The adoption of a child is a big decision for both birth parents and adoptive parents. There are laws in place to protect those who wish to place a child for adoption, as well as protect the children and parents who will provide a home to an adoptive child. The laws governing adoption in New Jersey are found in New Jersey Revised Statutes Title 9. There are laws in place to govern not only private domestic adoptions, but also foreign adoptions, as well as adoptions from the foster care system.
The adoption laws can vary significantly depending upon the type of adoption being pursued, with special rules for certain types of adoptions, such as step-parent adoptions. A New Jersey family attorney should be consulted for assistance in order to make certain that all legal steps are taken to ensure the adoption is finalized properly and the child is protected.
Understanding New Jersey’s Adoption Laws
New Jersey’s adoption laws protect the rights of both birth parents to their child. Under Title 9:17-40, both a mother and father have parental rights, regardless of marital status. Unless either parent has had his or her parental rights involuntarily terminated, both parents must consent to the adoption.
To ensure that a birth father is given the opportunity to consent, Title 9:3-39.1 requires the father to be provided with written notice of the plan to place a child for adoption. This notice must be provided and receipt of notice confirmed in writing, unless the father has voluntarily or involuntarily surrendered his rights or cannot be notified.
If a father denies paternity at any time (including any time before the child’s birth), this is deemed as a surrender and the child can be placed for adoption by the birth mother.
If the birth parents give consent to adoption, this consent can be executed as long as at least 72 hours have passed since the birth of the child, according to Title 9:3-41(e). A birth mother can change her mind before signing the legal consent to adoption. However, if the adoptive parents paid expenses during the pregnancy, she could face a civil lawsuit to recoup the costs.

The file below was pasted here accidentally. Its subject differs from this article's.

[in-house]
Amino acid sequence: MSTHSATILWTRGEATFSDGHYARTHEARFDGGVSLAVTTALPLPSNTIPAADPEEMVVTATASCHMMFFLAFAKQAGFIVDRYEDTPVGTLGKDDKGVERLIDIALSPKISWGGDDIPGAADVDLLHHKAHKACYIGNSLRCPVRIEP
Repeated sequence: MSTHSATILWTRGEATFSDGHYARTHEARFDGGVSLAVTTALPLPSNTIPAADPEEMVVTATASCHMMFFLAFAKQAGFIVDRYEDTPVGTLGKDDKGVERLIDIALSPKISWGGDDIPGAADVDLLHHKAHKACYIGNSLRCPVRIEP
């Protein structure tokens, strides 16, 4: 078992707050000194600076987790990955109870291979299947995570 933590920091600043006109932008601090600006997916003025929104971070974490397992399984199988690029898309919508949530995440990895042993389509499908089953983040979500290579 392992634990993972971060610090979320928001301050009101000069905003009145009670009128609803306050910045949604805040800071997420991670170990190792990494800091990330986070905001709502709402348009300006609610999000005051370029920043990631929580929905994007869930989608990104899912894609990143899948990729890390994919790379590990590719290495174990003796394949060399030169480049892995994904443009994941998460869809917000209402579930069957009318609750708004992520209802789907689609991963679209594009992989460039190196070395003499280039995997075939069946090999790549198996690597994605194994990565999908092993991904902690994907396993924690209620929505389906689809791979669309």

Once a birth mother signs valid consent forms to adoption, which are executed in accordance with the law, the consent to adopt is considered valid, binding and irrevocable. Her parental rights are terminated permanently, unless the court sets aside consent because of proof of fraud, duress or misrepresentation.
Anyone can be an adoptive parent and can adopt a child with the consent of the birth mother, provided they meet the requirements set forth under New Jersey laws, including Title 9:3-43.
Under this law, the person seeking to adopt must be at least 18 years of age and must be 10 years older than the child who is being adopted. If a married couple wishes to adopt, they must apply jointly. Also, a home study may be required under Title 9:30-54.2.
These basic rules apply in most adoptions, but there is a myriad of other requirements when a child is adopted through the foster care system or through an adoptive agency. There are also different rules for step-parent adoptions or adoptions by relatives.
An experienced family lawyer with Helmer, Conley, and Kasselman, PA, can provide guidance on the laws applicable to your particular situation when you are placing a child for adoption or adopting a child into your family. Contact us today.